In order to get forex, the Tanzania economy currently relies on agricultural exports, tourism as well as donor inflows and, while the recent signs of recovery in the Tanzania shilling are still too remote to ensure the confidence of importers, investors and consumers, the gaining strength of the shilling over the first few weeks of March are indicators of a possible change in the economic stability of the country.
Based on the report by the Citizen last month, in commercial banks and at bureau de change the Tanzania shilling had grown for three consecutive weeks by the middle of March.
Currently, the Citizen is responsible for conducting a weekly review and based on the findings from last month, the average exchange rate for the shilling was TZS 1,316.48 per dollar last and TZS 1,896.57 per pound, both of which were increases from the previous weeks.
In addition, while the shilling was strengthening against the dollar and the pound, the euro was also losing against the shilling with an average exchange rate of TZS 1,688.55 per euro.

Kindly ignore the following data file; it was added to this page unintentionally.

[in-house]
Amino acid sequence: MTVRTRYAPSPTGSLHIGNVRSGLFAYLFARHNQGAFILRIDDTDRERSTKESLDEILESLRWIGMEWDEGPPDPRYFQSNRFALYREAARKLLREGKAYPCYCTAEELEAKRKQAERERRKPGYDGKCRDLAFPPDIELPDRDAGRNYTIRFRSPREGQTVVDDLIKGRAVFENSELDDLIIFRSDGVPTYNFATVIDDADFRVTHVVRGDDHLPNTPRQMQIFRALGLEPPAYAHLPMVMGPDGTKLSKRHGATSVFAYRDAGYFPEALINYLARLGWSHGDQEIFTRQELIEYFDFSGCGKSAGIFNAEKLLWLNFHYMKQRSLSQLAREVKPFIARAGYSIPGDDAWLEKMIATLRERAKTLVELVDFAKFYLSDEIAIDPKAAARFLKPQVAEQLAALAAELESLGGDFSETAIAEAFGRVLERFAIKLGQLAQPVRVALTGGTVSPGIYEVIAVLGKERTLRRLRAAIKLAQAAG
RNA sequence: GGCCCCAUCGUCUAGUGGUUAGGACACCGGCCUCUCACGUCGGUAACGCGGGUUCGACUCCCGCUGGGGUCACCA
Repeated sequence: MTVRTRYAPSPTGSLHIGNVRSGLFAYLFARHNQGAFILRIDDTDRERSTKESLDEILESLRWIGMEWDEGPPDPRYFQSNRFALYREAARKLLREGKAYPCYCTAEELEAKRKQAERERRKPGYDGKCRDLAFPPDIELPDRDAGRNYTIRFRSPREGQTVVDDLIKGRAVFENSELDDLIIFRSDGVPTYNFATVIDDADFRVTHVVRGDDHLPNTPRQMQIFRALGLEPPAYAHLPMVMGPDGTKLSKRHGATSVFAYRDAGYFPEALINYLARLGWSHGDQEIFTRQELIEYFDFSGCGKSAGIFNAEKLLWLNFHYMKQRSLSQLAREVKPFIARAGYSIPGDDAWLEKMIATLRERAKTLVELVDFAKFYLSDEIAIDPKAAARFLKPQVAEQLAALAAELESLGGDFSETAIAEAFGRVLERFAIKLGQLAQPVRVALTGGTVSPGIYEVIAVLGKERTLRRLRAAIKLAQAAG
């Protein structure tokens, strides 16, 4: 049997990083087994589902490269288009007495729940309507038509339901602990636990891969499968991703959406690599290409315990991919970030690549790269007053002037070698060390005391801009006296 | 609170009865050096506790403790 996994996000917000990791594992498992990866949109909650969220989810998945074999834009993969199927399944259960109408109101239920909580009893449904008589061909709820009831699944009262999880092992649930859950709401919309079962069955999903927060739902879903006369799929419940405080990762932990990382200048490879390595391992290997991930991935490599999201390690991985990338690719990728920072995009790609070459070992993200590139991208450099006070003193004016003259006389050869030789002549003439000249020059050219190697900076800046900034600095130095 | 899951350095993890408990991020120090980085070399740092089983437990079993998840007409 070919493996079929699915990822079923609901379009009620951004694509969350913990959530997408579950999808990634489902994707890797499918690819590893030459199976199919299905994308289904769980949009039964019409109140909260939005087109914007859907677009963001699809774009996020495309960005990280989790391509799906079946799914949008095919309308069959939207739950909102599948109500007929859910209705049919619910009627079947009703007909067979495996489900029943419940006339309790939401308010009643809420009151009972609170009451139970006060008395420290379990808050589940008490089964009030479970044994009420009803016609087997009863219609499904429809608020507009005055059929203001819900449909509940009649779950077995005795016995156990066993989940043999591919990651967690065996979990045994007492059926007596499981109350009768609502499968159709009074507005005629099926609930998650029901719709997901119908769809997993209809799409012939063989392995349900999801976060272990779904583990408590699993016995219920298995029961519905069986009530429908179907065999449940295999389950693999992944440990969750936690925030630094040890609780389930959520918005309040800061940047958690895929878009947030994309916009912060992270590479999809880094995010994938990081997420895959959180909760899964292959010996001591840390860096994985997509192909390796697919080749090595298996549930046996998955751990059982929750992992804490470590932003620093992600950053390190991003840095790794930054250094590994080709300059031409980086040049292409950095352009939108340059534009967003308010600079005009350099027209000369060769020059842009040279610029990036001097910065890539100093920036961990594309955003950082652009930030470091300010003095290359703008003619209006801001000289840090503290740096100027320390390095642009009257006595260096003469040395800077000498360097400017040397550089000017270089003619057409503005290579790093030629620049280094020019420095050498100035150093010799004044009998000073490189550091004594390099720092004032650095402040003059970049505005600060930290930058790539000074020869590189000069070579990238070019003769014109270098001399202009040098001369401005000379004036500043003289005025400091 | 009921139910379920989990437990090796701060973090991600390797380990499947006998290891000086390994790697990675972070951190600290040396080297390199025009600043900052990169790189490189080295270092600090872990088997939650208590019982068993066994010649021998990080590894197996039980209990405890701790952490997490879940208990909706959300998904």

At the same time, the South African rand also depreciated against the shilling, showing an average exchange of TZS 137.28 per rand.
According to the Citizen report, the currency which did gain slightly against the Tanzania shilling was the Kenya shilling, with an exchange rate of TZS 17.02.
During this time, the quotations for exporters and importers of goods coming to and going from the country continued to be lowered by the Tanzania Revenue Authority.
In one week, the quotations for importers in March were lowered from TZS 1,309 to TZS 1,294 and, at the same time, the quotations for exporters were lowered from TZS 1,282.82 to TZS 1,268.12.
The charges for imports coming from the UK differ from other charges, but were also lowered TZS 1,856.55 to TZS 1,797.36, while charges for exports to the same location were also reduced from TZS 1,818.78 to TZS 1,760.91.
Based on the Citizen report, the majority of the charges were lowered, however charges on imports and exports to some locations did experience increases.
Charges on imports to European Union locations other than the UK were increased from TZS 1,647.11 per euro to TZS 1,669.64 at the same time as the charges on exports to these countries were also increased from TZS 1,613.78 to TZS 1,636.
In addition, the charges on imports for goods coming from South Africa were also increased from TZS 124.26 per rand to TZS 129.52 and charges on exports were increased from TZS122.75 per rand to TZS 128.22.